Friday, April 16, 2010

Cooking vintage: Orange Marmalade

Lately I've had a craving for orange marmalade.  And I happened to have about 8 oranges in my fridge that had to be used.  Hmmmm, me thinks, maybe I could make some marmalade?

So I found a recipe in one of my vintage cookbooks, the American Woman's Cookbook, from 1947. This recipe does not technically require canning, but for safety's sake I planned to do so. Back in the 1930s when the book was written, the standard would have been to pack the marmalade in jars and then seal the tops with parafin wax and store in a cupboard. (As an aside, my mother, who was born in 1940, remembered that her mother used to wrap a thread around the top before sealing the jar with wax and leaving a bit hang free so it was easy to break the wax seal by pulling on the thread.)

To me, this seems like taking an unnecessary chance, so I planned to can it. This requires the extra step of sterilizing & sealing the jelly jars, so we will deviate a bit from the original recipe, FYI:

As you can see the recipe is very straightforward and requires only 4 ingrediants.  It does, however take two days! 

Whenever I start a canning project, I always read the recipe several times and make sure I have all the equipment and ingrediants close at hand. Timing and preparation are crucial when canning!!!!

I like to use vintage tools and techniques as much as possible. However I will not sacrifice cleanliness when canning (hence the modern cutting board and stainless pot, instead of the more traditional wood and enamel which could harbor bacteria). And I spent years working in professional kitchens, so a good knife is paramount. That is a Ludwig Schiff of Solingen 10" citrus knife with a serrated blade- not even my husband is allowed to touch that and he is a butcher! ;)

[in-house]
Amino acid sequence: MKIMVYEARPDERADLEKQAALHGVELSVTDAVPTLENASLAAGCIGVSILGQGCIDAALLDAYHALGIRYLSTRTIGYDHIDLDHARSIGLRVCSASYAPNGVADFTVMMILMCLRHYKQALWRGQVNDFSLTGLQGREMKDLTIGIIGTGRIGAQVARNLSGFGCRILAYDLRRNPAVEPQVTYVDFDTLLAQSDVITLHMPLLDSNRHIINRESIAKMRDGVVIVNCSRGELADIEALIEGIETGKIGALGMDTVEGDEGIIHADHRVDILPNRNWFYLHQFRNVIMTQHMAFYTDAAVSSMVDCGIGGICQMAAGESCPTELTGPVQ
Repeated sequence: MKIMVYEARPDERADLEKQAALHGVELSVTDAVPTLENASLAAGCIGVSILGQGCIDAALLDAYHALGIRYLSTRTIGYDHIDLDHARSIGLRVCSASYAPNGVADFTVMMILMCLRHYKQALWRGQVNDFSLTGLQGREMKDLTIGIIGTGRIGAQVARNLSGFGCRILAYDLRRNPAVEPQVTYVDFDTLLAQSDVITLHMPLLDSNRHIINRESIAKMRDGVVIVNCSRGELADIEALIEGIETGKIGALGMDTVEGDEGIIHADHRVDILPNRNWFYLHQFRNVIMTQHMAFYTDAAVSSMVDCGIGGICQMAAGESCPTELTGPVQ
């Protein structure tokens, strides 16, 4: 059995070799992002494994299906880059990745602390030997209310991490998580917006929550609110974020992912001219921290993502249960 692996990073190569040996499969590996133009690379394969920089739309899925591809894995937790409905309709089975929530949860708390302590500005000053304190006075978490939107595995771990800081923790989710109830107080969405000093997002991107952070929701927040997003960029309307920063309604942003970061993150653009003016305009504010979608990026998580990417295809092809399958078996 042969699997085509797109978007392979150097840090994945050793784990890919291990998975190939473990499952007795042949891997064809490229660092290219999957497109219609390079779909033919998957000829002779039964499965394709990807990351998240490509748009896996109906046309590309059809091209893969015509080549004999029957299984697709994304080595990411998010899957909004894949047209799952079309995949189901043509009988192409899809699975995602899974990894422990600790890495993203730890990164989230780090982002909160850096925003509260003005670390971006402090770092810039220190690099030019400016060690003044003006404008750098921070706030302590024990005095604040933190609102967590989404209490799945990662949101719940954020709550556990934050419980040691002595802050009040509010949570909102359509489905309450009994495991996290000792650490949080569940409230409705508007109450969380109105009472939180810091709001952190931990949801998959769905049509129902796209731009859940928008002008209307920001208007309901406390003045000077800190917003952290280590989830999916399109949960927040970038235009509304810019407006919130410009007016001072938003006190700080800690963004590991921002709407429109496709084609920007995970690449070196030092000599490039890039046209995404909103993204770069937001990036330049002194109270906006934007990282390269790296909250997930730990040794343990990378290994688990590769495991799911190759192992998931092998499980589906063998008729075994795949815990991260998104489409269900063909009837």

After washing and drying the oranges and two lemons, I cut the peel off and cut it into thin ribbons. Then you do the same with the insides of the fruit.

The little bowl in the center contains some sections of peel I cut into the shape of goldfish. I thought I'd try the author's tip: "For a pretty effect, remove most of the white from peel and cut remaining orange part into fish-shaped pieces."

The first step in cooking the marmalade is to take just the slivered peel sections, cover them with water and boil for 5 minutes. Drain and repeat twice. (I believe this step is to remove the bitterness from the peel.)

Then add the pulp section slivers to the drained peel slivers and cover with 3 times as much water.  I needed a large stockpot for this. Then you let the whole thing stand over night. Again, I believe this is to remove bitterness, but I'm not sure. I just did as they said!

Day 2:  Fire up the stove again, this will take about 4-5 hours. I also filled the water bath canner and got that going- that itself will take over an hour just to heat up.

As directed, "Cook the orange slivers for about 40 minutes, weigh and add an equal amount of sugar."